You get the sense the constraints made it better. The house consists of two boxes, clad with red brick and offset from each other to create a crank in the middle for entry. In the spaces between the offsets are angled timber soffits that give the house a sharp, sculptural shape. One box contains a double garage at ground level and is pushed forward to create a turning circle on the driveway side; the other box is pushed back against the driveway to create a sunny courtyard on the northern side. Above the garage are three bedrooms and a bathroom. “It’s not trying to be a big suburban family house,” Sayes says. “It’s just pushing the constraints of the townhouse typology.”
The exterior gives it bulk, and a sense of strength. It deliberately presents quite a blank presence to the driveway – essentially, it’s a U-shaped brick wall with few windows other than those on the northern side. There’s one big window with a brick screen for privacy, and very little clue of what lies behind the front door, which sits seamlessly in a wall of cedar sarking in the crank between the two boxes.
You come in through that almost-secret front door, and you’re held, briefly, between the garage two steps down and the living area two steps up. You walk up into the living area, around a curved piece of cabinetry, and into an open space with doors all along one side, the ceiling curving up sculpturally above you. It’s minimal, crisp, with no skirting boards and a simple palette of timber floors, white plasterboard walls and brick elements brought inside. The kitchen is painted a soft mauve, and there’s a round stainless-steel island.
The latter touches emerged as the couple came to realise the house would be more of a long-term family home than they had originally thought. The volumes and walls didn’t change, but Sayes began to quietly elevate the standard materials into something more sculptural and generous, with a repeated language of curves and corners. “It’s not an applied motif,” he says. “It’s trying to do something – to soften a transition or bring you around a corner. There is something meaningful as to why they’re there.”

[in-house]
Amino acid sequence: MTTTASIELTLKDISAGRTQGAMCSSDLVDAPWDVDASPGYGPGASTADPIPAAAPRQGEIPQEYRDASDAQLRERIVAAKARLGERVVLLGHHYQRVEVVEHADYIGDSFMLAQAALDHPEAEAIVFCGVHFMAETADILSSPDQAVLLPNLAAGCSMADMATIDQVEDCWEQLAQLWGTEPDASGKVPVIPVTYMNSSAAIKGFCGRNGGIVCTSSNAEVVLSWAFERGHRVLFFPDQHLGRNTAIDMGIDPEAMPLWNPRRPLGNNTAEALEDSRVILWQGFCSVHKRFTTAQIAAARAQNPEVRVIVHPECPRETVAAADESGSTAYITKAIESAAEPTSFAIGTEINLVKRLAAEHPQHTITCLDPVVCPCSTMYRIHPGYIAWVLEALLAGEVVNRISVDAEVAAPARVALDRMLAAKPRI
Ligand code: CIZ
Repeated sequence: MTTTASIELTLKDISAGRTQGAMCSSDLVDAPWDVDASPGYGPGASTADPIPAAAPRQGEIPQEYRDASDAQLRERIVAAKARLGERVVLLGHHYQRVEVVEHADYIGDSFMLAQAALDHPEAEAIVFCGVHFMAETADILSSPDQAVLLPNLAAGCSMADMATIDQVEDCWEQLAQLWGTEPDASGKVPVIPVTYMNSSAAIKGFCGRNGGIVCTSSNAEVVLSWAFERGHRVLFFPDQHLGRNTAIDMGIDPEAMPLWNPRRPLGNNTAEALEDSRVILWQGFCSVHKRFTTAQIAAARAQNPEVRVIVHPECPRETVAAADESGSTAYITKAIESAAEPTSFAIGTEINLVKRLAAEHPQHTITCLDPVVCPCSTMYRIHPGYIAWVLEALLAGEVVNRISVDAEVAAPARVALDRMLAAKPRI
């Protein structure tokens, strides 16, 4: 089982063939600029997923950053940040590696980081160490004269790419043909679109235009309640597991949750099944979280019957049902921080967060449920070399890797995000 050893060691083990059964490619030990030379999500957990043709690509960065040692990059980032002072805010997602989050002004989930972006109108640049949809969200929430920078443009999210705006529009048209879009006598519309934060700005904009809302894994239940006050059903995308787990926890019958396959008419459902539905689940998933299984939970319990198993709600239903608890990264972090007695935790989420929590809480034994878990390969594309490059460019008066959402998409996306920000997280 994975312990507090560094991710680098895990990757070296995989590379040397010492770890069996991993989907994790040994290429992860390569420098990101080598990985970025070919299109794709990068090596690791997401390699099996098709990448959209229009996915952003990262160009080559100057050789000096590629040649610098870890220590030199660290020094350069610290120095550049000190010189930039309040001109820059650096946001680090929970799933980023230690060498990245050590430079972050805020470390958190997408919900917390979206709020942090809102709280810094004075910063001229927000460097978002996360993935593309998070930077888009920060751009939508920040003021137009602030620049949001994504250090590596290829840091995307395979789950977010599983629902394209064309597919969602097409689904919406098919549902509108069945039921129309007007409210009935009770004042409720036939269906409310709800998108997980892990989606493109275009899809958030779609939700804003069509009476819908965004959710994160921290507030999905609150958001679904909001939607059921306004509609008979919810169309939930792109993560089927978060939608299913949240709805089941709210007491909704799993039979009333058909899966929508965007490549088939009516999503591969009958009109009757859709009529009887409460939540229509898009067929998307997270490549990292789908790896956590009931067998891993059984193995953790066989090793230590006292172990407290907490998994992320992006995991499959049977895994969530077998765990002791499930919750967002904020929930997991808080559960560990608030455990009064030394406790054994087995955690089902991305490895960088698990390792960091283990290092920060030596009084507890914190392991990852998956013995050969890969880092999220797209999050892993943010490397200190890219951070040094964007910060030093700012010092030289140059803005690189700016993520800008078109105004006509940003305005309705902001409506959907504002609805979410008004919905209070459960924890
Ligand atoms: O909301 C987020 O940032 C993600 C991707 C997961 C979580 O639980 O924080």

Once they finished their place a couple of years ago, Sayes and Stock took a pause before pandemic lockdowns and uncertainty underlined the enormous value of living next door to family: they’re not going anywhere any time soon. Both houses on the site are designed in such a way that they don’t feel on top of each other; each has private spaces and the rear house sits much higher on the slope without overlooking the lower house. “It’s just so easy and it works so well,” says Stock. “There’s this ease between the two houses.”
The front site still sits empty, but they’re in no hurry to fill it, despite being bemused by the view of their house from the street – a brick wall and one elegantly square window – which is not really meant to be seen. Eventually, there’ll be something in front of it, and this house will be even more private, even more of a surprise as you come down the driveway and in the front door. “We talk about this house being a retreat from the world,” says Sayes. “It’s quite insular, it’s quite internal – there’s a solidness to it, a stillness to this place that has been really surprising.”